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Insurance Co. Sees Facebook Page & Reduces Offer by $20,000

This is an article written by fellow trial lawyer Chris Davis, in Seattle, Washington about a client’s case that he handled. It is very instructive about the dangers of social networking sites.

Insurance Company Discovers Client’s FaceBook Page; Reduces Offer by $20,000

This is a true story.

I represent a young man I’ll call “Jerry.” Jerry was injured in a rear-end auto accident more than 3 years ago. He sustained fairly significant neck and back injuries which plagued him for at least a couple of years, and which still continue to cause occasional pain and discomfort depending on his activities.

We sued the driver who caused the accident. As is customary, the other driver’s insurance company hired its own lawyer to defend the case. The case proceeded through discovery, with both sides exchanging documents, medical records, and other information perintent to the claim. Experts were also hired by both sides to review records and give opinions at trial.

Jerry’s deposition was taken. A deposition is a face-to-face meeting between Jerry and the other lawyer where he answers questions under oath. Jerry answered the insurance defense attorney’s questions truthfully. We had actually prepared for the deposition several days before, so Jerry was fully prepped on how to answer questions under oath. Jerry described how his injuries had affected him, how he lost time from work, and how the doctors were telling him that he may need periodic medical treatment off and on to treat his neck and back pain symptoms in the future.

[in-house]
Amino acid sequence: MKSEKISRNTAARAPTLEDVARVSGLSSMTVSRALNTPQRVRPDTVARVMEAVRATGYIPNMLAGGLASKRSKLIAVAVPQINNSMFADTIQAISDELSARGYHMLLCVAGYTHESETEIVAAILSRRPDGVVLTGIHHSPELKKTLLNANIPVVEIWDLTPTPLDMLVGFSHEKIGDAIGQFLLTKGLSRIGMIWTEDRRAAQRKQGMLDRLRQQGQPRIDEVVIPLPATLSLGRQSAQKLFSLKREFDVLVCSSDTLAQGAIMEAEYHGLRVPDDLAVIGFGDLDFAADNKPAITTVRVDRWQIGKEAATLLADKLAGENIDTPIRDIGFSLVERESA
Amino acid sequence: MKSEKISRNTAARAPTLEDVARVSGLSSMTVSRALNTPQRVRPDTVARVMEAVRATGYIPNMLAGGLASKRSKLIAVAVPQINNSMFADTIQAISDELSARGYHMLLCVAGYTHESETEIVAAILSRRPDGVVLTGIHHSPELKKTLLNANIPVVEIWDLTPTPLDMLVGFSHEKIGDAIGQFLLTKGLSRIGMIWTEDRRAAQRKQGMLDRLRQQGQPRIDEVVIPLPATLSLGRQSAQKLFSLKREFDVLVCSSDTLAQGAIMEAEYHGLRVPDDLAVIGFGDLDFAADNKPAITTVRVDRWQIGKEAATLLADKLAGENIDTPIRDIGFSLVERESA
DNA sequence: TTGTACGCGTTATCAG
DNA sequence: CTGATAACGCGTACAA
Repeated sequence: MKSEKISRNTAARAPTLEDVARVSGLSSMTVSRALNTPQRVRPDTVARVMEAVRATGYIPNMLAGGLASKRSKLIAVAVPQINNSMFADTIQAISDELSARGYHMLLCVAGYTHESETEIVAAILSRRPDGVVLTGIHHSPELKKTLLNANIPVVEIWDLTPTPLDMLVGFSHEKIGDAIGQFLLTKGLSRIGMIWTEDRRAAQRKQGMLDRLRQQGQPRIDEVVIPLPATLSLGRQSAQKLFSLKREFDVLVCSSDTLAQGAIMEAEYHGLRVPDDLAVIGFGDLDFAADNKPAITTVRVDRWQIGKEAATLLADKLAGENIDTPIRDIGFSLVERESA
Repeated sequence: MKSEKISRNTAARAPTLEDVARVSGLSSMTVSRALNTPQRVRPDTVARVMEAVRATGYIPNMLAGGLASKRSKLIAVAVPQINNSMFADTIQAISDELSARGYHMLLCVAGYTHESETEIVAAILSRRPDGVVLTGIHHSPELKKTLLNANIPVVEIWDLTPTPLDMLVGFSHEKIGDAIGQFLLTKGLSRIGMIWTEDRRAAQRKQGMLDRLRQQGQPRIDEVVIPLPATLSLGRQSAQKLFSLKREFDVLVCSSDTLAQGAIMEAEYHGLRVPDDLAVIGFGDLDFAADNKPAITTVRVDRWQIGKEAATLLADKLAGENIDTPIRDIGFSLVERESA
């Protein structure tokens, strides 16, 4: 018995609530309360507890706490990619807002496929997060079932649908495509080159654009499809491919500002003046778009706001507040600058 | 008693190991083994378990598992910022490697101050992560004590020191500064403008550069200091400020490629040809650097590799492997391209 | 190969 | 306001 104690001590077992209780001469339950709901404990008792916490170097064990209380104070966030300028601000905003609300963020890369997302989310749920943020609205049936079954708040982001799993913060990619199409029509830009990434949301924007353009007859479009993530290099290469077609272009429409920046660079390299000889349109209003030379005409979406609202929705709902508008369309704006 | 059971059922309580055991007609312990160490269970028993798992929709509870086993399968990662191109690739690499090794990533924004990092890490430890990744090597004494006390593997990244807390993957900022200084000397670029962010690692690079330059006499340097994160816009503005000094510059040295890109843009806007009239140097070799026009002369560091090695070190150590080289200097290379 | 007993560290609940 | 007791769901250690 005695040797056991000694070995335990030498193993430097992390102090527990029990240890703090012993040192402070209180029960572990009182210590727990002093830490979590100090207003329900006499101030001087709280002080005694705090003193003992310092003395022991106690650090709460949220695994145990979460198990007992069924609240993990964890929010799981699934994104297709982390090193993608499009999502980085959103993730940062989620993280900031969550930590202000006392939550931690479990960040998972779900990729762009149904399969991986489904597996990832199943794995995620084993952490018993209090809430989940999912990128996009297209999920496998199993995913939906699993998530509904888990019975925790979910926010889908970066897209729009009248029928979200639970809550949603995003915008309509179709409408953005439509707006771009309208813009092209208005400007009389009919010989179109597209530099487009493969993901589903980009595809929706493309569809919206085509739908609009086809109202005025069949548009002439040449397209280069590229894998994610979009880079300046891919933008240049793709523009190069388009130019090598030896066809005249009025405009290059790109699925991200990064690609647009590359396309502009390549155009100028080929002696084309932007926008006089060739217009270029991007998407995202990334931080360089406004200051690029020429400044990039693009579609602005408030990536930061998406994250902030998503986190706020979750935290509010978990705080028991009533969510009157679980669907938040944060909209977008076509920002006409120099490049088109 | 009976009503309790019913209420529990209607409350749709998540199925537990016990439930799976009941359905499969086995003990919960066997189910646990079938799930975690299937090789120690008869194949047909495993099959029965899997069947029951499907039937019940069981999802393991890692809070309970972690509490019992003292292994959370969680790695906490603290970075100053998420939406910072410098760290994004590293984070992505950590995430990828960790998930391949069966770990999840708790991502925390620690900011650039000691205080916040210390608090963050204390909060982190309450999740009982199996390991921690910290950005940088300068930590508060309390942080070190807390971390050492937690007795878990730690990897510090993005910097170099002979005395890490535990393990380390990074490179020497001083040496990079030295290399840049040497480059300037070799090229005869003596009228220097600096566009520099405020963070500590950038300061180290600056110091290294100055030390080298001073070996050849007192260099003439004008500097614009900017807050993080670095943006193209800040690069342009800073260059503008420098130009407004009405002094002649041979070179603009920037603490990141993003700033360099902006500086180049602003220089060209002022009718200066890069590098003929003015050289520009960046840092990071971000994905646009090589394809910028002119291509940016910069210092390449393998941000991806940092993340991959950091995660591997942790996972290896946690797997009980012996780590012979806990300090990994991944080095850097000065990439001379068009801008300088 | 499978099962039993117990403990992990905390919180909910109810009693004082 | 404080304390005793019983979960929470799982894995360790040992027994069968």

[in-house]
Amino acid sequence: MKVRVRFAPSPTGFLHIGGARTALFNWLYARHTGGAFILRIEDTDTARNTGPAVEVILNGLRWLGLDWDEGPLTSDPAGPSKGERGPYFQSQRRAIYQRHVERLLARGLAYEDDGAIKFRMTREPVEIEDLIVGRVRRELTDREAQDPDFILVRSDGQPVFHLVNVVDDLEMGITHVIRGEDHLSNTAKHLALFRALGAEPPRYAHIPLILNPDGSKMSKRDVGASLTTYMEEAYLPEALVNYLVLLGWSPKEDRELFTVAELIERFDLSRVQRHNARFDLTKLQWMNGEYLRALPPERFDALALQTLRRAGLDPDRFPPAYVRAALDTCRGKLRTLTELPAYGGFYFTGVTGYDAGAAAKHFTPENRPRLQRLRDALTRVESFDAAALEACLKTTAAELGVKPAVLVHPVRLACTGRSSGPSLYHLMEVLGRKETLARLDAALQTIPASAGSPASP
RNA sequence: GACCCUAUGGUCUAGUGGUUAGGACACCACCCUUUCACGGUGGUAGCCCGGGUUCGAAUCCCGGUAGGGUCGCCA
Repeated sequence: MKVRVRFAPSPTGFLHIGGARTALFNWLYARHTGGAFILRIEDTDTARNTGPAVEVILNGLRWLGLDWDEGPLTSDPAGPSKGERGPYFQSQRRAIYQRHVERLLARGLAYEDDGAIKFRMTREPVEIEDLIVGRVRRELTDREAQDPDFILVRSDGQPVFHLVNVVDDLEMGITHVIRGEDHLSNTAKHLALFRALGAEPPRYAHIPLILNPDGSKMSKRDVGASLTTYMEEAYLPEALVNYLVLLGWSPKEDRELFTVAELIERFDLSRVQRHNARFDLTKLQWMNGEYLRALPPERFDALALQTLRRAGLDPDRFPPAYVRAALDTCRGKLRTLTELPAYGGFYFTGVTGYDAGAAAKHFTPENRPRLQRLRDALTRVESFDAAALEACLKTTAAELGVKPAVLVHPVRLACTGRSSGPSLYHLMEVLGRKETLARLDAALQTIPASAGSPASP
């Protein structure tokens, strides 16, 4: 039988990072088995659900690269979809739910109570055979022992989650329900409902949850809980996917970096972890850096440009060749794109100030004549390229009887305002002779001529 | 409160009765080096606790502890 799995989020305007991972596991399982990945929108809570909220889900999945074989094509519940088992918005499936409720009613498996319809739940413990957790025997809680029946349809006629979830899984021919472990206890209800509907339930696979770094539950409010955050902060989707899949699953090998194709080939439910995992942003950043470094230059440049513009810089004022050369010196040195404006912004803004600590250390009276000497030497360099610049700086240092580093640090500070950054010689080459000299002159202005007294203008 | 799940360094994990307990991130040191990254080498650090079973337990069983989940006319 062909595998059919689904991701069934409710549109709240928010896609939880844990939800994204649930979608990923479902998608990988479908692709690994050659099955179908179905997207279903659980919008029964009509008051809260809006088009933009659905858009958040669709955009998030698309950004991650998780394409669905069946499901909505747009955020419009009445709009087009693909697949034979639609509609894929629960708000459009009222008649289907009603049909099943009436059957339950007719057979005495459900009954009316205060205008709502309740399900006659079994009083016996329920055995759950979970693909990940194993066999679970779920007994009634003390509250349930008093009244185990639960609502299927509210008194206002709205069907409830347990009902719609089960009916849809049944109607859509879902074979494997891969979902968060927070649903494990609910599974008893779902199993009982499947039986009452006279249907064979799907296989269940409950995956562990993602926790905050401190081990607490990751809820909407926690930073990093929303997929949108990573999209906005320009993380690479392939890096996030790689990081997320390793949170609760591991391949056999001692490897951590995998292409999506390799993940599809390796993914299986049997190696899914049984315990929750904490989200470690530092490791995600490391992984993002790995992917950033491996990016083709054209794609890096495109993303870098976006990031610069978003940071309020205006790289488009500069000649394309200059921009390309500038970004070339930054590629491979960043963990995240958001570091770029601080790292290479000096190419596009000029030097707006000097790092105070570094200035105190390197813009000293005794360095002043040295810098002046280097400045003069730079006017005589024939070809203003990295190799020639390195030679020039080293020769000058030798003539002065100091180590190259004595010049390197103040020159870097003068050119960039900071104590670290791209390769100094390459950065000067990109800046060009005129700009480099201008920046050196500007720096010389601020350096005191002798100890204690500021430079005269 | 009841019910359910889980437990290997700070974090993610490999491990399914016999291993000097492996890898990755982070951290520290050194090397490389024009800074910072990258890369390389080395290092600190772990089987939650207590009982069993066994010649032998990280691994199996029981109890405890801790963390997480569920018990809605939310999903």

About 30 days before trial (and after my office spent thousands of dollars working the case and preparing it for trial), I received a stack of materials from the defense attorney that she intended to submit to the jury. Among these documents were several photographs showing Jerry snowboarding. One photo showed Jerry going off a jump on his snowboard. Included with these materials was a CD ROM containing a video which showed Jerry snowboarding and going off jumps on his snowboard at a high rate of speed.

These photos and video of Jerry were downloaded from Jerry’s Facebook and Myspace pages. The photos and video were taken a few years after the accident.

Jerry couldn’t understand why these photos and video were such a big deal. I explained to him that trials are all about PERCEPTION. The problem was the perception that these materials were likely to create for the jury. Namely, that Jerry didn’t suffer that much from the accident, and in fact, he wasn’t injured that bad at all because he could resume and engage in the dangerous and highly physically demanding sport of snowboarding.

Frankly, it didn’t matter what Jerry told the jury in his trial because the jury was always going to remember the video showing Jerry weaving back and forth on his snowboard at a high rate of speed. And seeing Jerry going off jumps several feet in the air, and then landing hard on the slope.

I spoke to the insurance adjustor about the claim in an effort to settle the case and avoid trial. She told me that she had previously evaluated Jerry’s claim at a much higher amount. But then she saw the photos and video showing Jerry snowboarding. She no longer believed that Jerry was in as much pain, or had as many difficulties following the accident, that Jerry described in his deposition. The insurance adjustor now had a different perspective on Jerry’s case, and as a result, decided to reduce her evaluation by at least $20,000.

Frankly, I was not surprised. Why wouldn’t the insurance company do this when the evidence of the photos and video was so powerful and could be easily used to undermine any argument I made to the jury that the accident caused my client significant injuries and problems?

Several months ago at Davis Law Group we informed all of our clients about the risk of posting photos and video on Facebook, Myspace and other social media sites which could irrevocably damage the client’s case. Jerry’s case is a perfect example of this.

If you have a personal injury case, you need to be aware of the lengths to which the insurance company will go to dig up any information on you in an effort to damage your credibility and hurt your case. Jerry learned this the hard way. His mistake literally cost him at least $20,000.

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